Experts Say It’s Not the Turkey’s Fault You’re Passing Out on Thanksgiving
We have a rotating Thanksgiving tradition. As a family, every year we go to one of two places for our Thanksgiving feast. On odd years we go to my cousin’s house in Bridgewater, New Jersey. On the even years, we go to my wife Kathleen’s cousin’s house in Croydon, Pennsylvania. It’s always fun at both, but just a bit different.
At my cousin’s it’s usually about eight to ten people enjoying each other’s company and catching up. There’s always a fantastically prepared sit-down meal with everything you would hope for at Thanksgiving.
At Kathleen’s cousin’s house, the meal is equally deliciously made and served buffet style. We always say a prayer after we all have our food, and then each of us says what we’re thankful for from the previous year. Afterward, because of all the tryptophan in the turkey, many of us fall into a short nap.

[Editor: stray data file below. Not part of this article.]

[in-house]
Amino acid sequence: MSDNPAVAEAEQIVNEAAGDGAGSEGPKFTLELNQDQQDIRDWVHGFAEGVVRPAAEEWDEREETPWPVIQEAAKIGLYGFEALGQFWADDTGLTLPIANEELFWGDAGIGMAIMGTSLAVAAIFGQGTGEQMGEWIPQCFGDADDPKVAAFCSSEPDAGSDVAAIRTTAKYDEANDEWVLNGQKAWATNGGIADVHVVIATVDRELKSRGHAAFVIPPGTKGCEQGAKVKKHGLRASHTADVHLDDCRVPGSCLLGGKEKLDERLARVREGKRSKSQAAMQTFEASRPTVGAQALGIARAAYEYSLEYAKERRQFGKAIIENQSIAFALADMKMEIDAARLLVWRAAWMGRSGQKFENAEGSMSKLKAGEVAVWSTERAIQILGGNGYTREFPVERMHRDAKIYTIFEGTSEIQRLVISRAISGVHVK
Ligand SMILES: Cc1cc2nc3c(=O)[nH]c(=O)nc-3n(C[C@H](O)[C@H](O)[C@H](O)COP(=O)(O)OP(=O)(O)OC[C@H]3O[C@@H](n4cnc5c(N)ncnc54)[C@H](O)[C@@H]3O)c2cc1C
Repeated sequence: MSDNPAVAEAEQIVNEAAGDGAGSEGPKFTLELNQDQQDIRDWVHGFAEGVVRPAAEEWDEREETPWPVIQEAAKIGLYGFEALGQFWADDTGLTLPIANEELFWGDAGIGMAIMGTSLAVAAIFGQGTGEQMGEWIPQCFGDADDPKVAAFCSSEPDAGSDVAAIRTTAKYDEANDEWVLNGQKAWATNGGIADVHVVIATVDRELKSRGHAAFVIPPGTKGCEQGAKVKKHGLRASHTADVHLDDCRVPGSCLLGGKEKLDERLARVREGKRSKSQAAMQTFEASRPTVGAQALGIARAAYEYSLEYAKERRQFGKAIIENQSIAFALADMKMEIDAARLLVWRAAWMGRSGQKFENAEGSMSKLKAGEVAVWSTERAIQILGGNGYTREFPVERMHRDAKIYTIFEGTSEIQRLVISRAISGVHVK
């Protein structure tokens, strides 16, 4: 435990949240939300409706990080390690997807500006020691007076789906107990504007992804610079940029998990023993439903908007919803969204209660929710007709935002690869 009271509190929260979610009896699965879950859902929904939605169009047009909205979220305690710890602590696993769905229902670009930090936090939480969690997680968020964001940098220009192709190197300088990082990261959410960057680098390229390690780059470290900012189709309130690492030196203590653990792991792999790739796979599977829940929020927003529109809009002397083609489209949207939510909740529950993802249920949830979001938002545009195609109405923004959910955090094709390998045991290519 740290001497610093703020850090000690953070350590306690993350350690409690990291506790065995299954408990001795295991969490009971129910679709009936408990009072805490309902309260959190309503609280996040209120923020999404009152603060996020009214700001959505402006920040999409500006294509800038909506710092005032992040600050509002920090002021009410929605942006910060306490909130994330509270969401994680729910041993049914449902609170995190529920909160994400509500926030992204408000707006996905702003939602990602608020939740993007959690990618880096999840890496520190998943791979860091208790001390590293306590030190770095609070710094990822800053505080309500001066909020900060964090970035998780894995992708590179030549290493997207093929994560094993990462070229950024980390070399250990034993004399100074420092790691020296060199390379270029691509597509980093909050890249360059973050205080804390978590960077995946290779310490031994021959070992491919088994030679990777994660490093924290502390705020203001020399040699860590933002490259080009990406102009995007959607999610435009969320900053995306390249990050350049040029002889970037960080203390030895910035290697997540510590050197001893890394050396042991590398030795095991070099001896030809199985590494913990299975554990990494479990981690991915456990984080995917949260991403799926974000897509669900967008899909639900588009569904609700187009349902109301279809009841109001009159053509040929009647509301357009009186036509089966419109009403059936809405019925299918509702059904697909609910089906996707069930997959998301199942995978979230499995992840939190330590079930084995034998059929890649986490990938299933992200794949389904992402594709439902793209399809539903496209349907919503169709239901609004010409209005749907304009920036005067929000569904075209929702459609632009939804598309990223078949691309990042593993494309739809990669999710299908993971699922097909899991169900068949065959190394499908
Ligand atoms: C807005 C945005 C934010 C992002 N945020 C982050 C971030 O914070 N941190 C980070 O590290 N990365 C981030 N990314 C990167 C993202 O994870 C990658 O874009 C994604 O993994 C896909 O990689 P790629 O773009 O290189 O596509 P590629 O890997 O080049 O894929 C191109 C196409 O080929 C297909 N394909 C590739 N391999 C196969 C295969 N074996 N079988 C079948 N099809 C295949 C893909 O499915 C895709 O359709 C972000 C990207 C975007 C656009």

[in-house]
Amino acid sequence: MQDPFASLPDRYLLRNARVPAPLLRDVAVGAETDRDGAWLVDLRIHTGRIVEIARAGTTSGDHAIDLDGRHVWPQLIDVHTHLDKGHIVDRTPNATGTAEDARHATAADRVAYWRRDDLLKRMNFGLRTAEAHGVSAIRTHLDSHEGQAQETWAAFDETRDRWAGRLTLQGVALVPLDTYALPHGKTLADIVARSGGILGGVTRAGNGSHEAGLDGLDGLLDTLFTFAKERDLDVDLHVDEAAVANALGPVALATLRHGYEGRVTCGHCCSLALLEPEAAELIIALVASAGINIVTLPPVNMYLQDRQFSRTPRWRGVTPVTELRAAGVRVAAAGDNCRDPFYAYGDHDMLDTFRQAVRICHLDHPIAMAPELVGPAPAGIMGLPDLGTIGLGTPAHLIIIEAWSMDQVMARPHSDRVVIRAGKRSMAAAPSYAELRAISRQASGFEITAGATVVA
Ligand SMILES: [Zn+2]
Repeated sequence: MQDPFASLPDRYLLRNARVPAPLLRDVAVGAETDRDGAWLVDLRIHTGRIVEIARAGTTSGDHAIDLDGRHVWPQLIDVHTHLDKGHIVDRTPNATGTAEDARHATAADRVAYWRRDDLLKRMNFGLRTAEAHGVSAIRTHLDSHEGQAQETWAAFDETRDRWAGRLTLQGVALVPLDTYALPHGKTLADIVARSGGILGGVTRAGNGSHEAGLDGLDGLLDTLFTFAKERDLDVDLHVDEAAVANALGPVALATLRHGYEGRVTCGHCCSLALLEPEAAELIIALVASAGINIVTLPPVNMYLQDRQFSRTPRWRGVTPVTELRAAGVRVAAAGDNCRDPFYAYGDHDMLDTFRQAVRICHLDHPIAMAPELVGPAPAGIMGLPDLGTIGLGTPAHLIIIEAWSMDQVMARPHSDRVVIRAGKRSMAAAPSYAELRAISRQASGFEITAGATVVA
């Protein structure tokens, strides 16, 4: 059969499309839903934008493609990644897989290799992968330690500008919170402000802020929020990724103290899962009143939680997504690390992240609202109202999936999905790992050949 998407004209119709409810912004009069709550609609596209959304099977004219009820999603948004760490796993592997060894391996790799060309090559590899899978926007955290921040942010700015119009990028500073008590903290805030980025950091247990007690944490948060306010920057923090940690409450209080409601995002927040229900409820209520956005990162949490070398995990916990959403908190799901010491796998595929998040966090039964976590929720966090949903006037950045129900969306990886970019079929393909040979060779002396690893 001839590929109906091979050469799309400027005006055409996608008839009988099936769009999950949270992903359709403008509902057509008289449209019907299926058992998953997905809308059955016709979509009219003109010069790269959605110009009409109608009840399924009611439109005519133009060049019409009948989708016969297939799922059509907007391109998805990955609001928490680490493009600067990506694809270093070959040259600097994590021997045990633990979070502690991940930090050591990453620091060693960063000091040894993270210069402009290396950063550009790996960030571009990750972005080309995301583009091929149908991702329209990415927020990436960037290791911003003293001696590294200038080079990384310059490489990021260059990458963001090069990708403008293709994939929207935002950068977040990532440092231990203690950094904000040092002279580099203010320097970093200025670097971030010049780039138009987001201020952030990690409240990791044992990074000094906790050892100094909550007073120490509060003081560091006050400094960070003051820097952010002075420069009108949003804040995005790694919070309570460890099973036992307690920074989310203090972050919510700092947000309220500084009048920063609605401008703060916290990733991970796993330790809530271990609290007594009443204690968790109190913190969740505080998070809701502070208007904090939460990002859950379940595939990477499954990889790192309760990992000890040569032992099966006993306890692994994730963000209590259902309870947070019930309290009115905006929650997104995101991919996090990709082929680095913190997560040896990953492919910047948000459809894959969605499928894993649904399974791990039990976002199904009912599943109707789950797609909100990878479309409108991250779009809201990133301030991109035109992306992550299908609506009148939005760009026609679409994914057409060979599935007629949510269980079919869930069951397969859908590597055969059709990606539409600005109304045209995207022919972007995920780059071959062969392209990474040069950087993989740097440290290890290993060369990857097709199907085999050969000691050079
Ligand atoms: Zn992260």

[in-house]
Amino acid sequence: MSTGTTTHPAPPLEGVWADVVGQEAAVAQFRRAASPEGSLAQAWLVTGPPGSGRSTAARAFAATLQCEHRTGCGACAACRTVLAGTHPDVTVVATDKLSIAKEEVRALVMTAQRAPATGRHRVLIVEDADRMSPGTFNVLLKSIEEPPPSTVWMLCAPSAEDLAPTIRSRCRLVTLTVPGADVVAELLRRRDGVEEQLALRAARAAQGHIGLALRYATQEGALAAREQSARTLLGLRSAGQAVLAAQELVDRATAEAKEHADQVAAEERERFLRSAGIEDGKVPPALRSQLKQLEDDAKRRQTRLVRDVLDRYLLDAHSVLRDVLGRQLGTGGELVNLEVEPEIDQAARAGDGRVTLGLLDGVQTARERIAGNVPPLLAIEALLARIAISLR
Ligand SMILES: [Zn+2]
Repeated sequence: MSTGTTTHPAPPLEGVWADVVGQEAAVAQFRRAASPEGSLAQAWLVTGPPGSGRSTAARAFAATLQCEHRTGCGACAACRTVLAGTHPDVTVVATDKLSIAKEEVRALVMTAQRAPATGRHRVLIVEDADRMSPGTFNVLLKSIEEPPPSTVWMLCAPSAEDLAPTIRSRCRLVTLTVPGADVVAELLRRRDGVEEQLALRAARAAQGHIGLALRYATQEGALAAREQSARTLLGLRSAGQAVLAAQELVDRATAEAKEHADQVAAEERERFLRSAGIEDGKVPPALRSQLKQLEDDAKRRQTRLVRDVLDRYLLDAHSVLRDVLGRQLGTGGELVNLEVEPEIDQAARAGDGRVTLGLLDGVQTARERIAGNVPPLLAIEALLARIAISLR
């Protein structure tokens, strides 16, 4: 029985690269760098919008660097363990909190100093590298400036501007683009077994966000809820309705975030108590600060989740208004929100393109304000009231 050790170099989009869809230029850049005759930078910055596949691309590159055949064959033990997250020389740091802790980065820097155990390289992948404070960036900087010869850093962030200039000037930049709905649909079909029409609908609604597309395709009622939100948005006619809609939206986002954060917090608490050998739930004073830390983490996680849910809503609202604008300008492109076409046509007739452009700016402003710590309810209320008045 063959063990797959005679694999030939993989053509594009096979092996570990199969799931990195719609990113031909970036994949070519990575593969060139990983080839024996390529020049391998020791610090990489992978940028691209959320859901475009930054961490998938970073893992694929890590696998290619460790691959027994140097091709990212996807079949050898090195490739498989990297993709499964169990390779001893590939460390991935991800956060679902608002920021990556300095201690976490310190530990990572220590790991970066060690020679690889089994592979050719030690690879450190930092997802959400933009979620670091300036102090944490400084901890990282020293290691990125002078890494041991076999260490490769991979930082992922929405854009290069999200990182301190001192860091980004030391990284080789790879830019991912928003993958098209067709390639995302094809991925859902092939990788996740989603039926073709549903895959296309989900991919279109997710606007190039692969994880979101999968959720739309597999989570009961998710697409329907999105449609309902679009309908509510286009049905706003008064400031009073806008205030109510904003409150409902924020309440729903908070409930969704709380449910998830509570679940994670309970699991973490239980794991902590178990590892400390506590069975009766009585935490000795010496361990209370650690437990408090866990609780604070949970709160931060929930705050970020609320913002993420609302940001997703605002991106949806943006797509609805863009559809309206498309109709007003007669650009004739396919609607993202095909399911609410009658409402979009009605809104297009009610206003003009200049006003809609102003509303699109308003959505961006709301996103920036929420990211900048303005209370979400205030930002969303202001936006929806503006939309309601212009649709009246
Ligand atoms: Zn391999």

Or so I thought.
Since Thanksgiving began, there have always been a few of us who surrender to sleepiness following the huge meal that is consumed at Thanksgiving. I, like many millions of others blame it on the tryptophan. Tryptophan is an amino acid that is found in turkey. However, if you believe what you read at mayoclinic.com, that’s not necessarily true.
That poor bird may be getting blamed for the sleepiness, and it isn’t the bird’s fault.
Tryptophan is used by the human body to make serotonin, a hormone that can make you calm and relax. The truth is that just eating a portion of the turkey would not have that much of an impact on you regarding sleepiness or relaxation.
It is more likely that the stuffing or other carbohydrates may be to blame for you being unable to keep your eyes open. And let’s not forget that six-pack of beer you downed during the football game.